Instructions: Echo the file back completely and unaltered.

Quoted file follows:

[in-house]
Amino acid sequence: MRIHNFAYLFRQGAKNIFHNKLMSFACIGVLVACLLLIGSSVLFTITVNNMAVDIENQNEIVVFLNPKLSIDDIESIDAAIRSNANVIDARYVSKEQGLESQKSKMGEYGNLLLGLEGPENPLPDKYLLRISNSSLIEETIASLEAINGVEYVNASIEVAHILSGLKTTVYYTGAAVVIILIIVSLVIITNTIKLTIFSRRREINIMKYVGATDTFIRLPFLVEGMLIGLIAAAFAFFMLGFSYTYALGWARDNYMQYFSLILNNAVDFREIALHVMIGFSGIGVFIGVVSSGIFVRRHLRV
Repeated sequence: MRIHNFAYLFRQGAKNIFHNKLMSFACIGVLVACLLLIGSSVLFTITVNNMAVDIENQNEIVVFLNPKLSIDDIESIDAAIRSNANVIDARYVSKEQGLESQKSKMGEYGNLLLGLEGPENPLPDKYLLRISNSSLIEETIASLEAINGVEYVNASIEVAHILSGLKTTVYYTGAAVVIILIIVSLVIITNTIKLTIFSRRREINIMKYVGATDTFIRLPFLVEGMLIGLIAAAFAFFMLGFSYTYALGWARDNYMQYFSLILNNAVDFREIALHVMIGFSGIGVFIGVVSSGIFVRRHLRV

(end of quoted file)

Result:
[in-house]
Amino acid sequence: MRIHNFAYLFRQGAKNIFHNKLMSFACIGVLVACLLLIGSSVLFTITVNNMAVDIENQNEIVVFLNPKLSIDDIESIDAAIRSNANVIDARYVSKEQGLESQKSKMGEYGNLLLGLEGPENPLPDKYLLRISNSSLIEETIASLEAINGVEYVNASIEVAHILSGLKTTVYYTGAAVVIILIIVSLVIITNTIKLTIFSRRREINIMKYVGATDTFIRLPFLVEGMLIGLIAAAFAFFMLGFSYTYALGWARDNYMQYFSLILNNAVDFREIALHVMIGFSGIGVFIGVVSSGIFVRRHLRV
Repeated sequence: MRIHNFAYLFRQGAKNIFHNKLMSFACIGVLVACLLLIGSSVLFTITVNNMAVDIENQNEIVVFLNPKLSIDDIESIDAAIRSNANVIDARYVSKEQGLESQKSKMGEYGNLLLGLEGPENPLPDKYLLRISNSSLIEETIASLEAINGVEYVNASIEVAHILSGLKTTVYYTGAAVVIILIIVSLVIITNTIKLTIFSRRREINIMKYVGATDTFIRLPFLVEGMLIGLIAAAFAFFMLGFSYTYALGWARDNYMQYFSLILNNAVDFREIALHVMIGFSGIGVFIGVVSSGIFVRRHLRV